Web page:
Clinical application of dexmedetomidine has been increasing. Studies have shown that dexmedetomidine can alleviate the damage induced by anesthetics on 7-day-old rats,2,3 but the specific mechanism is not known. Autophagy is type II programmed death, which differs from apoptosis in eukaryotic cells. Deficiency and excess autophagy can induce varying degrees of cell damage. Levels of microtubule-associated LC3 are increased after autophagy activation, and LC3II/I is often used to assess the level of autophagy.4 Levels of p62, which responds to autophagy degradation, are reduced accordingly if the degradation caused by autophagy increases.5

Mitochondria have vital roles in the metabolic functions and survival of cells, because they regulate energy metabolism and calcium storage. Furthermore, these highly dynamic organelles are involved in apoptosis and signal transduction through continuous fission and fusion.6 Mitochondrial fission is mediated by Drp1, which is critical in acute and chronic neurological diseases associated with glutamate toxicity and oxidative stress.7 It has been reported that the membrane remodeling induced by Drp1 stimulates Bax oligomerization.8 However, whether autophagy is involved in the nerve damage induced by anesthetics is largely unknown. We wished to explore the neuroprotective effect of dexmedetomidine against sevoflurane on the developing brain, and whether the neuroprotective mechanism is related to mitochondrial fission and autophagy.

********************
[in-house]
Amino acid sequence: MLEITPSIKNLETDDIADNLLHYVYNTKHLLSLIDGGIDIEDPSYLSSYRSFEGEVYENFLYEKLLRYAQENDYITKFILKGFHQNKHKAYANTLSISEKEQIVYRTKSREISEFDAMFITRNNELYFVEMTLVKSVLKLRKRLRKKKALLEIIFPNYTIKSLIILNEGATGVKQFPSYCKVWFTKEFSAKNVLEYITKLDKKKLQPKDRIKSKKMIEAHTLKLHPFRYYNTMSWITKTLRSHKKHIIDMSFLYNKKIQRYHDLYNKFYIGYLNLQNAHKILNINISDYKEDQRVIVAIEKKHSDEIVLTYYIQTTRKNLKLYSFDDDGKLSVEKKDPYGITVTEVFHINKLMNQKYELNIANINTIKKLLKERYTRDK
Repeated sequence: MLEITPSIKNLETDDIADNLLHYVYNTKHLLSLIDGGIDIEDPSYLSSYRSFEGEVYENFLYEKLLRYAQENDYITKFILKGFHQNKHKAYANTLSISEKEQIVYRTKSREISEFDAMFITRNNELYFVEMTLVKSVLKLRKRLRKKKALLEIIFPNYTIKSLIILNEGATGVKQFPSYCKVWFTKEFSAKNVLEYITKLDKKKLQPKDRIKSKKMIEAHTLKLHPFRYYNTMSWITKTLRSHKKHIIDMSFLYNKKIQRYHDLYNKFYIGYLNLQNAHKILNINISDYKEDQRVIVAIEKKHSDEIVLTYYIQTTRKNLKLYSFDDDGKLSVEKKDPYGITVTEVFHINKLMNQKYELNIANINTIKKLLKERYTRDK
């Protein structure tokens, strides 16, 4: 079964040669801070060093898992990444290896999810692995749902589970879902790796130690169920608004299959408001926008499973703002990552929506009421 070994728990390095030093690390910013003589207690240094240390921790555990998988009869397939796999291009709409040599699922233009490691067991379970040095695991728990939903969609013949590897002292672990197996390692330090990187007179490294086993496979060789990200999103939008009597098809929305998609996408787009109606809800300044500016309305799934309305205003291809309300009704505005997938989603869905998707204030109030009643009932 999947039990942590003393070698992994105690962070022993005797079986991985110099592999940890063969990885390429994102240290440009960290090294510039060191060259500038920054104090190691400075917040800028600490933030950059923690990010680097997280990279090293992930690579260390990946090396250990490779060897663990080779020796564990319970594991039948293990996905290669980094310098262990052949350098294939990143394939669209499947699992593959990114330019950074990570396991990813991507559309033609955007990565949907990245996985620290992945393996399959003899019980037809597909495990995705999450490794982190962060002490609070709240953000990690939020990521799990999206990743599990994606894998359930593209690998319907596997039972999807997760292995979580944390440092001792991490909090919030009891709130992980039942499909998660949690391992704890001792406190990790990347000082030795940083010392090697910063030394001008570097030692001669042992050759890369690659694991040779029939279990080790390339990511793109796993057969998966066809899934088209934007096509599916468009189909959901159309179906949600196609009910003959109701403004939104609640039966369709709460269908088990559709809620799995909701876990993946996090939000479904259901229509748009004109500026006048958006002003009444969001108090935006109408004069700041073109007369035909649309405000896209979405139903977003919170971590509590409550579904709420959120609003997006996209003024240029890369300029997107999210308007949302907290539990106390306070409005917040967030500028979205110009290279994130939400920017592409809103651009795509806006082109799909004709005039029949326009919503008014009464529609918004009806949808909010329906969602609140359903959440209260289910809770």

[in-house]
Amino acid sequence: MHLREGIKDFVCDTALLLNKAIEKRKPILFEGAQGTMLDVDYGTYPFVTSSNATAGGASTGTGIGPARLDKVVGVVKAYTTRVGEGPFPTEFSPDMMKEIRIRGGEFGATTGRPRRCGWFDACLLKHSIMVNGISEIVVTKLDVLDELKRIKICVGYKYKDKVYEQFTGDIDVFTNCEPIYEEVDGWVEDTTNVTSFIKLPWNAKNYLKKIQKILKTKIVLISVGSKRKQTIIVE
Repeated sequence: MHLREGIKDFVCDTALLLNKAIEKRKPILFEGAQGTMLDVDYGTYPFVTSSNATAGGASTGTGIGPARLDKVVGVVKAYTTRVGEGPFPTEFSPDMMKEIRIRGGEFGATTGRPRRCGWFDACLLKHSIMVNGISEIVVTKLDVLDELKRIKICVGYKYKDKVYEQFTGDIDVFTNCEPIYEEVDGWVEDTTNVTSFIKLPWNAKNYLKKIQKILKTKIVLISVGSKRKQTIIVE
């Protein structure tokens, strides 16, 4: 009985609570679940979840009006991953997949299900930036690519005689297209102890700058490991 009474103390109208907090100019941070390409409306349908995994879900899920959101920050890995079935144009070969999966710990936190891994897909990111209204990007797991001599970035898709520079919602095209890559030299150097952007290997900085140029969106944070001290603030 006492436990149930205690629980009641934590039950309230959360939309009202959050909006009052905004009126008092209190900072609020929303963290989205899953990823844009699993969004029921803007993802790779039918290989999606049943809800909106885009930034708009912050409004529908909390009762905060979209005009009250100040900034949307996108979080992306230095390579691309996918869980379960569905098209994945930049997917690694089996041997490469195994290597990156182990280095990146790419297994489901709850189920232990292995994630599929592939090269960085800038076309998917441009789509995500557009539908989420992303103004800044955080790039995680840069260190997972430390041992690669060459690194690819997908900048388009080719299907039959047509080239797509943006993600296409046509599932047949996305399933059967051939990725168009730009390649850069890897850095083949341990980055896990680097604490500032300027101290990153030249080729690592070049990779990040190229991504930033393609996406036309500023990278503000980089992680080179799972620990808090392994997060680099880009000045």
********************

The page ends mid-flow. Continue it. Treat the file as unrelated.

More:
Methods

Instruments and chemicals

An anesthesia machine (Aestiva 5) and gas monitor (F-MCI) were purchased from GE Healthcare UK (Little Chalfont, UK). A digital eclipse modular confocal microscope (C1) was obtained from Nikon (Tokyo, Japan). A BCA protein-assay kit was purchased from Bio-Rad Laboratories (Hercules, CA, USA).

GAPDH monoclonal antibody and Bax monoclonal antibody were obtained from Cell Signaling Technology (Danvers, MA, USA). LC3 monoclonal antibody and p62 monoclonal antibody were from Abcam (Cambridge, UK). Drp1 monoclonal antibody was purchased from Wanleibio (Beijing, China). Bcl2 monoclonal antibody was obtained from R&D Systems (Minneapolis, MN, USA). Nissl staining kits (cresyl violet method) were from Solarbio (Beijing, China).

Animal preparation and grouping

Formal approval to conduct animal experiments was granted by The Laboratory Animal Care Committee of China Medical University (Shenyang, China; no. 2017PS019K). Feeding conditions of animals conformed with the relevant regulations of the National Animal Experiment Center. Sprague Dawley rats (220–260 g) were purchased from the Animal Experimental Center of China Medical University. Female rats were allowed to mate with male rats at a proportion of 3:1. The next morning, female rats found to have sperm cells in vaginal secretions under microscopic observation were removed for separate feeding and recorded as “E0”.

Twenty-day-pregnant rats (E20) were divided randomly into three groups: control (C), sevoflurane anesthesia (S), and sevoflurane anesthesia and dexmedetomidine (D). Pregnant rats from group S were anesthetized with 3% sevoflurane in 33%–35% oxygen for 4 hours, whereas rats in group C received 33%–35% oxygen without sevoflurane. In group D, dexmedetomidine (20 μg/kg body weight) was administered intraperitoneally to pregnant rats 15 minutes before exposure to sevoflurane and was reinjected every 2 hours. All anesthetic procedures were undertaken in a customized “anesthetic box” and monitored through the gas outlet using a gas monitor.